Michelle Hollow of Pet News and Views, an online blog site, has branched out and been published in Parade about a very important topic, blind and deaf dogs. Many times these special needs dogs tend to be overlooked, but Best Friends Animal Society agrees with Michelle in that these dogs are just like any other dog available for adoption.
When blind and deaf dogs are trained, the common person may not be able to tell that the dog has any issue at all. Dogs with special needs just have to learn commands and such in different ways than dogs without special needs. Other dogs are kinder than humans in that they do not distinguish between needs and no needs; all dogs are accepted to play as long as they are nice to one-another.
Recently, new research has come to light, as Ms. Hollow states in her Parade article, revealing that blind and deaf dogs are indeed very similar to dogs with normal hearing and vision. To repeat what was stated in that article, the results of this study by Valeri Farmer-Dougan of Illinois State University showed many similarities between dogs with a hearing or vision impairment and those without. The study found:
· Deaf, blind, and deaf/blind dogs are no more prone to aggression or other severe behavioral issues than any other dog; rather it is breed and rearing/living environment that are correlated with aggression and/or other severe behavior issues.
· Deaf, blind, and deaf/blind dogs bond easily with their owners, and owners are as satisfied with these dogs as owners of typical same-breed dogs.
· Deaf, blind, and deaf/blind dogs are easily trainable, or at minimum, train as easily as same-breed hearing/seeing cohorts.
Some people may even want to seek a dog with these limitations because, as the study shows, dogs with limitations were not nearly as aggressive or as excitable as those with normal vision and normal hearing functions. The dogs simply want to be accepted and to be able to extend that unconditional love that the majority of dogs have to give (unless there are other issues such as abuse that must be dealt with).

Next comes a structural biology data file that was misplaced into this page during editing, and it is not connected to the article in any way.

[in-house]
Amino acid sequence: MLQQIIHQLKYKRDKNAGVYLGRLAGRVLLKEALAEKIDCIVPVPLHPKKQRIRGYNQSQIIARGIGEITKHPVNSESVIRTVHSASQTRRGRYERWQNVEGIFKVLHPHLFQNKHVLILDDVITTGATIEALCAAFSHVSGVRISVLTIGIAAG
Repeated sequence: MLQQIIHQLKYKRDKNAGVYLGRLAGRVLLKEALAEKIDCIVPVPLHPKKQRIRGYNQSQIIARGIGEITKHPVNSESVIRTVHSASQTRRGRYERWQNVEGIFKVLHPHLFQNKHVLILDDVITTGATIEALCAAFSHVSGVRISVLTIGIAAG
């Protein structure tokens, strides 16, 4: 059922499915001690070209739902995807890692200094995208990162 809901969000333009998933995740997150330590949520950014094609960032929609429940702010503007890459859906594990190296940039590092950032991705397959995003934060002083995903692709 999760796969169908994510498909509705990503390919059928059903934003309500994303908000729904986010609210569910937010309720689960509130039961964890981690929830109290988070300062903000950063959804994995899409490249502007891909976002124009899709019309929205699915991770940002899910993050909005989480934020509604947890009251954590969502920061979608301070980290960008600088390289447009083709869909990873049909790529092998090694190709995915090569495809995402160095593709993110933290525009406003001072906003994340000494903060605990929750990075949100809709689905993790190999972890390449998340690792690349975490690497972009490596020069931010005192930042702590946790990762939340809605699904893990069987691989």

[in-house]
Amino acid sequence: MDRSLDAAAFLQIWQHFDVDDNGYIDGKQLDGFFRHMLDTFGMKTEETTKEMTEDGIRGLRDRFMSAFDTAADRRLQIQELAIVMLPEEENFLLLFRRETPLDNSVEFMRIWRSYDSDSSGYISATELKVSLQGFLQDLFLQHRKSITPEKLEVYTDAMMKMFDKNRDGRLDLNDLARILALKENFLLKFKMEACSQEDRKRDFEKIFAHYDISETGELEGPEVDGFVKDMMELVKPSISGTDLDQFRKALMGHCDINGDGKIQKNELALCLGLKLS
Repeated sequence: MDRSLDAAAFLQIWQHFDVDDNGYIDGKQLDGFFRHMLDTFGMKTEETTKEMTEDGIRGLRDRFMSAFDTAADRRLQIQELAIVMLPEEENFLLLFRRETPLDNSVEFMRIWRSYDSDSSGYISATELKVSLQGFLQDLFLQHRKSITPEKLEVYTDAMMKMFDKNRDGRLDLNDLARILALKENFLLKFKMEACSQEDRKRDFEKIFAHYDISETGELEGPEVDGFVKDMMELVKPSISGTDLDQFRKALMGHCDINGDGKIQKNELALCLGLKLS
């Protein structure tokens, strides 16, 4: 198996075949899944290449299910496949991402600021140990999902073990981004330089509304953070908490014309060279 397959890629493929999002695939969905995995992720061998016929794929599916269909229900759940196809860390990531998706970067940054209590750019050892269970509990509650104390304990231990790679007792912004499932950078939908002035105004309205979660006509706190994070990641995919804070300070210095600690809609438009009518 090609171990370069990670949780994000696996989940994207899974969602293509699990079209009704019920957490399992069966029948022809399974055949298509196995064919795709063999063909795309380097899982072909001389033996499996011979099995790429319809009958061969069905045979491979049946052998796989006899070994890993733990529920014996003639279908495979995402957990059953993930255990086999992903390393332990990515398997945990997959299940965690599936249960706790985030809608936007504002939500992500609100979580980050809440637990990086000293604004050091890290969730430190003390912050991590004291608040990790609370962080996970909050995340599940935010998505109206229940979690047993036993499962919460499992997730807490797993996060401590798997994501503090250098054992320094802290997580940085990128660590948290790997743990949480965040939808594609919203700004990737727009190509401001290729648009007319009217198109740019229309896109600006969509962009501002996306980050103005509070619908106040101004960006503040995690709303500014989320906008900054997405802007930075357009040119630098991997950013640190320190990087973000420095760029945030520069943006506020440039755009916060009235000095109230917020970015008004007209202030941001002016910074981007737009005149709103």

What makes these dogs so adaptable is the use of sensory input. Just like with humans, sensory integration is important with anyone or any other being that has limited sensory functions. We all have heard that the other senses take over if one has been detained.
The researchers in this case suggested toys to help enrich the dogs other senses. Vibrating toys and chew toys will help with the training sessions and to engage the dog’s brain. The dogs with vision and hearing limitations should also be enrolled in agility and/or obedience classes to help them attain the greatest skills.
The researchers surveyed 461 pet parents of canines. Of this 98 dogs were deaf or had some degree of hearing impairment; 32 dogs were blind or had partial sight; 53 dogs were both blind and deaf. The rest of the group had not such impairments.
It was great to find out that with the cooperation of various pet specialists and pet parents that the ‘blind and deaf dogs can be excellent and well-loved companion dogs.’
Thankfully Michelle Hollow shared this news for the rest of us to be able to spread. The take-away here should be that people looking for a kind and loving pet can find such pet in a dog labeled with ‘special needs.’ A little extra work will gain you many years of pet excellence!